Tim: That’s right.

Dennis: —the devil attacking you if you haven’t gotten into the book and asked God for wisdom and discernment and understanding of how he attacks us.

Tim: But here’s how Satan will use that—his strategy to undermine us. So let’s say we say as a couple “God is our refuge. We’re going to trust in Him. We’re going to lean into Him,” right?

Then our finances start to get really tight, one of our kids starts to stray from the faith, one of us starts to have this unexpected physical ailment. Now all of that might not be Satan induced, right? I mean things like that just happen. Our kids are freewill beings who can choose to follow family values or not.


But here’s Satan in the background saying “Okay, what kind of a refuge is God?”—right? “I would assume if God loved you the way you say he does, that He’s your heavenly Father, that he listens to every one of your prayers, well, certainly, He can take care of your finances. Certainly, He can keep one of your kids going to church. Certainly, He can protect you healthwise. But isn’t it curious that He didn’t? So is He your refuge?”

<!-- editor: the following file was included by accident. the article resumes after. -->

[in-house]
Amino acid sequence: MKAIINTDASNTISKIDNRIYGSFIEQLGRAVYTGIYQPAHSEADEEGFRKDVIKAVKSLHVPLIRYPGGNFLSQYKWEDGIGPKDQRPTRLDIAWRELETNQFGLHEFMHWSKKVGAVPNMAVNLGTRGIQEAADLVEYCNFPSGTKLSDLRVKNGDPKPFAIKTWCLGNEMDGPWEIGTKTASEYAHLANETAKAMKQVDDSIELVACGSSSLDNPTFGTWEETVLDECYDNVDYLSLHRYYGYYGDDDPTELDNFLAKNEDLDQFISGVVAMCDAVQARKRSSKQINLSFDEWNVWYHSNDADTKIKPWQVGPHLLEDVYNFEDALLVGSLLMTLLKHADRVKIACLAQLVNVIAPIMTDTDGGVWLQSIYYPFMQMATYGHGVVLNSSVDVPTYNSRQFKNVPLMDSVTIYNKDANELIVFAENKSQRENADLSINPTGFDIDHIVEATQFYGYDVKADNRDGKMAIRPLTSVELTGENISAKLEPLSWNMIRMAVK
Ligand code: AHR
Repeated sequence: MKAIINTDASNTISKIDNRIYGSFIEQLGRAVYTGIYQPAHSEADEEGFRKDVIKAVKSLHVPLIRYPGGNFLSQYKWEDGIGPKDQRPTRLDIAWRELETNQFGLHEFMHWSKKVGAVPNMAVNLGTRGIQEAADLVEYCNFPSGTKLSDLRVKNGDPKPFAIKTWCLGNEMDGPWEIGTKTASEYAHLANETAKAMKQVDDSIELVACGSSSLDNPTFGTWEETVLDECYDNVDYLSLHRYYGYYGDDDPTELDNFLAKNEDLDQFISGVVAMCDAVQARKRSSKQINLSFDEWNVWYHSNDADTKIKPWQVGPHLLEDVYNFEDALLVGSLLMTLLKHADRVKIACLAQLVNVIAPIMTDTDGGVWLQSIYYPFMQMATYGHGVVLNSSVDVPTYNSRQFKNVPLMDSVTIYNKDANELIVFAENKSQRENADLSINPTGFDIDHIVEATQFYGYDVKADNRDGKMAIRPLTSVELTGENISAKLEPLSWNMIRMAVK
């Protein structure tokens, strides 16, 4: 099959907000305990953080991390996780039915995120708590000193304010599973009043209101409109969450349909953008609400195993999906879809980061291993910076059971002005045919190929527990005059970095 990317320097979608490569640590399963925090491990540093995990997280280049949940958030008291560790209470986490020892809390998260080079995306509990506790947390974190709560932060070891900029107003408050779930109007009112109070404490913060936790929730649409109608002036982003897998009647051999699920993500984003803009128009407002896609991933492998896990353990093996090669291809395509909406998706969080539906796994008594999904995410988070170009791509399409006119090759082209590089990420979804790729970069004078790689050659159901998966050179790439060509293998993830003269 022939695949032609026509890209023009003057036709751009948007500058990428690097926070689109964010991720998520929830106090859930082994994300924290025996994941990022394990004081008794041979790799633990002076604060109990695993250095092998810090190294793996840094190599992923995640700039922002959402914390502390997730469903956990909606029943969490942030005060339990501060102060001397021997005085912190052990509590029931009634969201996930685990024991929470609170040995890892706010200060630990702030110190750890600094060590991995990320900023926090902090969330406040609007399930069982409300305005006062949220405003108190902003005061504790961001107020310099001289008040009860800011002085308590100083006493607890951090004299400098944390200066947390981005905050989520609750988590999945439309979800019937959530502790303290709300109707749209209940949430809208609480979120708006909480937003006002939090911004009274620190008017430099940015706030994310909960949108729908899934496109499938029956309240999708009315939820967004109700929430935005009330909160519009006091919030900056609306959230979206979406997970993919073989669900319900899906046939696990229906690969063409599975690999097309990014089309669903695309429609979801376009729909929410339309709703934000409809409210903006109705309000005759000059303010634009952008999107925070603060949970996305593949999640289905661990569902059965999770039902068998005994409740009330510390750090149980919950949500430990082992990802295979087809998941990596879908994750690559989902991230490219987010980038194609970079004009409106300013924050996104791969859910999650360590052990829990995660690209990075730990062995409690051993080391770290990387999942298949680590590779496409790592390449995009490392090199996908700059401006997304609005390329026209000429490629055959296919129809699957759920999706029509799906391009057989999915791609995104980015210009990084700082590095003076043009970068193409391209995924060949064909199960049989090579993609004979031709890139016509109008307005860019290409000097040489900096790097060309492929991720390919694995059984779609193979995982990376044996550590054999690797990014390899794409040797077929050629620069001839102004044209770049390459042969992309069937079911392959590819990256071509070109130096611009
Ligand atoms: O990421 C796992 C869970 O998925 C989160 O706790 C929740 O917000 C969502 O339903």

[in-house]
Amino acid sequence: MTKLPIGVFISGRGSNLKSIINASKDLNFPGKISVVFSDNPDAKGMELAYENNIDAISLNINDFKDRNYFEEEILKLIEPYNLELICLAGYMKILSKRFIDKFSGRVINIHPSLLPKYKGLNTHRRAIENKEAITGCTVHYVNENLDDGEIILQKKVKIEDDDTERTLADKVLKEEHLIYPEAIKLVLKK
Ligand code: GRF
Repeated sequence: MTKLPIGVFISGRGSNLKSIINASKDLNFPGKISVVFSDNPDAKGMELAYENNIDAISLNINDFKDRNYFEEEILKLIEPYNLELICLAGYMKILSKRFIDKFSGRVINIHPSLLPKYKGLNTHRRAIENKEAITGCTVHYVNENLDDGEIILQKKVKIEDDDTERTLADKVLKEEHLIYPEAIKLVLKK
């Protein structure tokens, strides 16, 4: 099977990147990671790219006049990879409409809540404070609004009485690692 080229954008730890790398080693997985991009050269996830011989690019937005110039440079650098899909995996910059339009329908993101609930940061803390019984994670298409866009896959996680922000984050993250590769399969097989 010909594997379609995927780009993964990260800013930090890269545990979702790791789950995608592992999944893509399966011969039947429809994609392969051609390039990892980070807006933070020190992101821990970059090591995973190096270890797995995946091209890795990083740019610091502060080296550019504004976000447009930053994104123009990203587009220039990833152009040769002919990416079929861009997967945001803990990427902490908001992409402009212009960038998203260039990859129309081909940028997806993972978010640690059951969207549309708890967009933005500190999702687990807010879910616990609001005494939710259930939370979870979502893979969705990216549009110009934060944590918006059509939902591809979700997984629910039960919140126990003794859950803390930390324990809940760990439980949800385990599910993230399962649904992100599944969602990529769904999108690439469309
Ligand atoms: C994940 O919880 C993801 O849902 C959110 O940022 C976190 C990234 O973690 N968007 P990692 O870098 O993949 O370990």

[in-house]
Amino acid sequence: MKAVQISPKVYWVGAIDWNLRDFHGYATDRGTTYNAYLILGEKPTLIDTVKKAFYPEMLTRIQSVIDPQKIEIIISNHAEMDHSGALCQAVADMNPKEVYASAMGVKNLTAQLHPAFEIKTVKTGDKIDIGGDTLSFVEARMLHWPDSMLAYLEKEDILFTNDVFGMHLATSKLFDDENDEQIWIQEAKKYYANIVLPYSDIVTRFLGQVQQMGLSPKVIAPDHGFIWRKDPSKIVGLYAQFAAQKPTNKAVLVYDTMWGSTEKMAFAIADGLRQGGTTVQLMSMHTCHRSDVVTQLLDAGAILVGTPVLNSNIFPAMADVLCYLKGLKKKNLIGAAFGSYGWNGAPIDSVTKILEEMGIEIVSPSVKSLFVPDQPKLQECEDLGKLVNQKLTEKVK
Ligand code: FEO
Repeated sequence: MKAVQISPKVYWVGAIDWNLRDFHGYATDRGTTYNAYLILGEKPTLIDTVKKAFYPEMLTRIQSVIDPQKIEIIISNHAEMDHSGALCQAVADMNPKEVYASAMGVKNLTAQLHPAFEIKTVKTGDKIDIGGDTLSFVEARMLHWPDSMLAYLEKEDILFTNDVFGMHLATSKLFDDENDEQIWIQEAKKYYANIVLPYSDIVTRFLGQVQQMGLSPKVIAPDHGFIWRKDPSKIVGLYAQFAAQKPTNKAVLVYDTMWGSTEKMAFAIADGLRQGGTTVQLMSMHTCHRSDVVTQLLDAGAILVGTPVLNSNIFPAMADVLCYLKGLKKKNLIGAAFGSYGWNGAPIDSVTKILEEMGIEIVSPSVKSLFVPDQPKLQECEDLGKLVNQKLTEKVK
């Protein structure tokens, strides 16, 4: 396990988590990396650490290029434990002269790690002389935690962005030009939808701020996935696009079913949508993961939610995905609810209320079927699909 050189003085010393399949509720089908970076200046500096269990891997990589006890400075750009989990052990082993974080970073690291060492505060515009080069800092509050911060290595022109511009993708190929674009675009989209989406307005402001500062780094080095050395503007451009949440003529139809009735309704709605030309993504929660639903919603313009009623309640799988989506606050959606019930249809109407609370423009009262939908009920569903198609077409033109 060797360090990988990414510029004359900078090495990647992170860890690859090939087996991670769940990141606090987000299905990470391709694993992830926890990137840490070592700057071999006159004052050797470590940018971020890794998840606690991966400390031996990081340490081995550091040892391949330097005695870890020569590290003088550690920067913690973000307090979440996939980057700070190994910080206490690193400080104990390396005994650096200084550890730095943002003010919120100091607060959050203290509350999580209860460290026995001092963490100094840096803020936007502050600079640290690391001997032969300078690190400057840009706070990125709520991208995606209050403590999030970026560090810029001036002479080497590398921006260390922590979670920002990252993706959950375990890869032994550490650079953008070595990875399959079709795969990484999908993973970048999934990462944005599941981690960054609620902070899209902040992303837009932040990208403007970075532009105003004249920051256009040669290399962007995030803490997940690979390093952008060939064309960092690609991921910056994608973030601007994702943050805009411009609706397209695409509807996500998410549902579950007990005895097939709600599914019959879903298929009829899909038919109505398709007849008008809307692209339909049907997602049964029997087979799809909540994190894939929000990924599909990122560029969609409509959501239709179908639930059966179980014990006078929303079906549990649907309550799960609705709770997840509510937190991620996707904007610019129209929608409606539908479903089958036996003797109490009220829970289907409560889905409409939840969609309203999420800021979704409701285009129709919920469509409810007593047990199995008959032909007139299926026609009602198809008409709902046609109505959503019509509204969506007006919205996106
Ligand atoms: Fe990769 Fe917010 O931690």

Now, at that point, Dennis, we have a decision to make, right? Paul would say “Take these thoughts captive.”

Bob: Right.

Dennis: Right.

Tim: But if we start to dwell on them, Satan gets an opening, and he’s like “Okay, awesome. Maybe God isn’t quite all that.”

Bob: So, you talk in the book about a couple who—they were getting on each other’s nerves and kind of normal marital squabbling going on, and they had to do some diagnosis. Tell about them, can you?


Tim: Yes, so Ken and Maria—again, we obviously give fictional names anytime we mention a real couple—so they were opposites, right?


Well, now they get married, and now that often happens in marriage, these very strengths kind of bug me now that I’m living with you 24/7, right? Okay, that’s normal. At that point, I would say to any married couple “Guess what, welcome to life.”

Bob: Right.

Tim: That transition is difficult.

Bob: What you used to look at and go “I kind of admire that about him,” now it gets on my nerves because it’s there every day, right?

Tim: Yes. Now, here’s where the apostle Paul would step in. He would say “Okay, I get how those differences would even make you angry.” Okay, so now, you’re kind of going to bed a little bit angry at each other. Paul would say “I want you to deal with that anger before the sun goes down. Don’t let it take root,” why? This is where Paul would surprise the American church “Don’t let it take root as not to give the devil a foothold.”